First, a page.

Recent technological advances in fertility treatments introduce ethical dilemmas, such as the affordability of the various procedures. The exorbitant prices can limit who has access.[9] Many issues of reproductive technology have given rise to bioethical issues, since technology often alters the assumptions that lie behind existing systems of sexual and reproductive morality. Other ethical considerations arise with the application of ART to women of advanced maternal age, who have higher changes of medical complications (including pre-eclampsia), and possibly in the future its application to post-menopausal women.[18][19][20] Also, ethical issues of human enhancement arise when reproductive technology has evolved to be a potential technology for not only reproductively inhibited people but even for otherwise re-productively healthy people.[21]

## In fiction

• Films and other fiction depicting contemporary emotional struggles of assisted reproductive technology have had an upswing first in the latter part of the 2000s decade, although the techniques have been available for decades.[22]
• Science fiction has tackled the themes of creating life through non-conventional methods since Mary Shelley's Frankenstein. In the 20th century, Aldous Huxley's Brave New World (1932) was the first major fictional work to anticipate the possible social consequences of reproductive technology. Its largely negative view was reversed when the author revisited the same themes in his utopian final novel, Island (1962).

## References

1. "Gonadotrophin-releasing hormone antagonists for assisted reproductive technology". The Cochrane Database of Systematic Reviews 4 (8): CD001750. April 2016. doi:10.1002/14651858.CD001750.pub4. PMID 27126581. PMC 8626739.
2. MacRae, Fiona (February 2008). "Scientists turn bone marrow into sperm". Australia: The Courier and Mail.
3. "Bioengineering the Uterus: An Overview of Recent Advances and Future Perspectives in Reproductive Medicine". Annals of Biomedical Engineering 45 (7): 1710–1717. July 2017. doi:10.1007/s10439-016-1783-3. PMID 28028711.
4. "The ageing ovary and uterus: new biological insights". Human Reproduction Update 19 (1): 67–83. 2012. doi:10.1093/humupd/dms043. PMID 23103636.
5. "Trends and correlates of the sex distribution among U.S. assisted reproductive technology births". Fertility and Sterility 112 (2): 305–314. August 2019. doi:10.1016/j.fertnstert.2019.03.034. PMID 31088685.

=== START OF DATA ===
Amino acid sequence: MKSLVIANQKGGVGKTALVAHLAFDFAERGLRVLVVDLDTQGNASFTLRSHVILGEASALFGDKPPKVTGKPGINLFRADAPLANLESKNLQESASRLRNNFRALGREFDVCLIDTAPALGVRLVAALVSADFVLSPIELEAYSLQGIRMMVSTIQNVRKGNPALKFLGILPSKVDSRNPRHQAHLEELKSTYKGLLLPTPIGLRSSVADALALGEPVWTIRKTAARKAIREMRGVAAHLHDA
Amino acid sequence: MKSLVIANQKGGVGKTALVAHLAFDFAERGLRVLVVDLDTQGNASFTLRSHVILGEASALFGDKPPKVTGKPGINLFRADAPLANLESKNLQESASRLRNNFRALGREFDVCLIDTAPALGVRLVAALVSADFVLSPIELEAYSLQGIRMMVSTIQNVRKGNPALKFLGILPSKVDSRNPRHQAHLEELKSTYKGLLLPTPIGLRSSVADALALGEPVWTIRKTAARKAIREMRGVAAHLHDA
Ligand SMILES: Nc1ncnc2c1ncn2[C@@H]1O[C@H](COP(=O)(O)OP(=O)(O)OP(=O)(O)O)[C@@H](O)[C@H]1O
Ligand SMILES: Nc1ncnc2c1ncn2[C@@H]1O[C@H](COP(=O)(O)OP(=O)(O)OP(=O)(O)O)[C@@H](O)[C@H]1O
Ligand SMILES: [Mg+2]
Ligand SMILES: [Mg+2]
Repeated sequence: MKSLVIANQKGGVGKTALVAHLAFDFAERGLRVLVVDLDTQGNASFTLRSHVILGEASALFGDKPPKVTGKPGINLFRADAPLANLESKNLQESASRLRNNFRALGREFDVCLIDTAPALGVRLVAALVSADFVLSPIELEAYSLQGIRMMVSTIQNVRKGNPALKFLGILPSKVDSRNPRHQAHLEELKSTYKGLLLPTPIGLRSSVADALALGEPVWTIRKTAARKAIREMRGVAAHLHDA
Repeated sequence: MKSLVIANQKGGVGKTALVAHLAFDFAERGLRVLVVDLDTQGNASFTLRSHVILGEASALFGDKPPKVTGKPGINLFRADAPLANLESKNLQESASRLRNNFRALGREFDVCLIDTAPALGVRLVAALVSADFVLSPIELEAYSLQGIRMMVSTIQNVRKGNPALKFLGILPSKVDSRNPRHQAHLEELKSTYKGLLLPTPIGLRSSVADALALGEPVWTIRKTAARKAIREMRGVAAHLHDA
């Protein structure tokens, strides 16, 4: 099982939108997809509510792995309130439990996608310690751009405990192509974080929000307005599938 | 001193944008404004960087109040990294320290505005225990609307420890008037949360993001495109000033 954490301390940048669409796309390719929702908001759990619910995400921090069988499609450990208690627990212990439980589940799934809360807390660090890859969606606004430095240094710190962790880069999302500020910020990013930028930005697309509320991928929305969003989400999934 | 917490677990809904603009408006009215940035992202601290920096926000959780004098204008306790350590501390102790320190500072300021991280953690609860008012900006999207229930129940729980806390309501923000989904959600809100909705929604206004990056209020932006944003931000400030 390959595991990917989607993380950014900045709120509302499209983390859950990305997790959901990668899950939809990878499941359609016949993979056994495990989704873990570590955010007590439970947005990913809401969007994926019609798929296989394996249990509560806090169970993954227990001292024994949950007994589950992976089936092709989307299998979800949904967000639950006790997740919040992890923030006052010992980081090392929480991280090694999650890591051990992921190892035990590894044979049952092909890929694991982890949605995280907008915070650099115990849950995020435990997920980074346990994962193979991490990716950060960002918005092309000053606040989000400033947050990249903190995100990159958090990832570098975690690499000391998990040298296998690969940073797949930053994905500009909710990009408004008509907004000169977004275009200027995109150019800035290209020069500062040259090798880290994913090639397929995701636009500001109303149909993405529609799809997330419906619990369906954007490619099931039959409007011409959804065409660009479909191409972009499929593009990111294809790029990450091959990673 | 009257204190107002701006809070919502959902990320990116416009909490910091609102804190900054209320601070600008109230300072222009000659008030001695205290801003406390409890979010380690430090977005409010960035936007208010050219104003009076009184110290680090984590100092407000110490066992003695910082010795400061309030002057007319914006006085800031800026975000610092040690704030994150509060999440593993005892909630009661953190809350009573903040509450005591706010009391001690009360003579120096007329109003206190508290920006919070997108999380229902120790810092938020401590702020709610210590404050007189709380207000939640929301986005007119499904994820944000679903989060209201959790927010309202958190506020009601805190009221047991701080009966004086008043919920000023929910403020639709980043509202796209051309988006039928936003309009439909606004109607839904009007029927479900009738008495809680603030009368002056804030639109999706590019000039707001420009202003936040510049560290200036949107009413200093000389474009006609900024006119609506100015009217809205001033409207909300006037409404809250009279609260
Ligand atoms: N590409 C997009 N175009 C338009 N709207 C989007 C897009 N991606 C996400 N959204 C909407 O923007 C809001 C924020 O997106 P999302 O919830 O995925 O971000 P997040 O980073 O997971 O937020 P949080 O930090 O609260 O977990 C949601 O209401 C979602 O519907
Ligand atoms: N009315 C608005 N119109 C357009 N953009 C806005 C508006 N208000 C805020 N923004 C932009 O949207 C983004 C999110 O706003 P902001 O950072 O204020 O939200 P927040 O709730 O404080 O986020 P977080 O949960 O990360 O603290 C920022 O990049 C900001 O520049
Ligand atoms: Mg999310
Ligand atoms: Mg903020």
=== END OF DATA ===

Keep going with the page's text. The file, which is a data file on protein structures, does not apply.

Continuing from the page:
6. "Assisted Reproductive Technology Surveillance - United States, 2015". MMWR. Surveillance Summaries 67 (3): 1–28. February 2018. doi:10.15585/mmwr.ss6703a1. PMID 29447147. PMC 5829941.
7. "Fertility control: contraception, sterilization, and abortion". The Johns Hopkins manual of gynecology and obstetrics (4th ed.). Philadelphia: Wolters Kluwer Health/Lippincott Williams & Wilkins. 2010. pp. 382–395. ISBN 978-1-60547-433-5.
8. Kissin, Dmitry M.; Adamson, G. David; Chambers, Georgina; DeGeyter, Christian (2019-07-04). Assisted Reproductive Technology Surveillance. Cambridge University Press. ISBN 978-1-108-49858-6.
9. "Assisted reproductive technology with donor sperm: national trends and perinatal outcomes". American Journal of Obstetrics and Gynecology 218 (4): 421.e1–421.e10. April 2018. doi:10.1016/j.ajog.2017.12.224. PMID 29291411.
10. Repopulation of testicular Seminiferous tubules with foreign cells, corresponding resultant germ cells, and corresponding resultant animals and progeny
11. "Differentiation of female chicken primordial germ cells into spermatozoa in male gonads". Development, Growth & Differentiation 39 (3): 267–71. June 1997. doi:10.1046/j.1440-169X.1997.t01-2-00002.x. PMID 9227893.
12. "Birth of parthenogenetic mice that can develop to adulthood". Nature 428 (6985): 860–4. April 2004. doi:10.1038/nature02402. PMID 15103378. Bibcode2004Natur.428..860K.
13. "Assisted reproductive technology: prevalence and associated factors in Southern Brazil". Revista de Saúde Pública 53: 13. January 2019. doi:10.11606/s1518-8787.2019053000737. PMID 30726494. PMC 6390642.
14. "Color illustration of female sperm making process". Human Samesex Reproduction Project.
15.
16. "Generation of Bimaternal and Bipaternal Mice from Hypomethylated Haploid ESCs with Imprinting Region Deletions". Cell Stem Cell 23 (5): 665–676.e4. November 2018. doi:10.1016/j.stem.2018.09.004. PMID 30318303.
17. "Advanced maternal age: ethical and medical considerations for assisted reproductive technology". International Journal of Women's Health 9: 561–570. 16 August 2017. doi:10.2147/IJWH.S139578. PMID 28860865.
18. "Assisted reproductive technology has no association with autism spectrum disorders: The Taiwan Birth Cohort Study". Autism 22 (3): 377–384. April 2018. doi:10.1177/1362361317690492. PMID 29153004.
19. Adashi, Eli Y.; Rock, John A.; Rosenwaks, Zev (1996). Reproductive endocrinology, surgery, and technology. Philadelphia: Lippincott-Raven. pp. 1394–1410.
20. "Assisted Reproductive Technology Surveillance - United States, 2016". MMWR. Surveillance Summaries 68 (4): 1–23. April 2019. doi:10.15585/mmwr.ss6804a1. PMID 31022165.
21. Mastony, Colleen (21 June 2009). "Heartache of infertility shared on stage, screen". Chicago Tribune.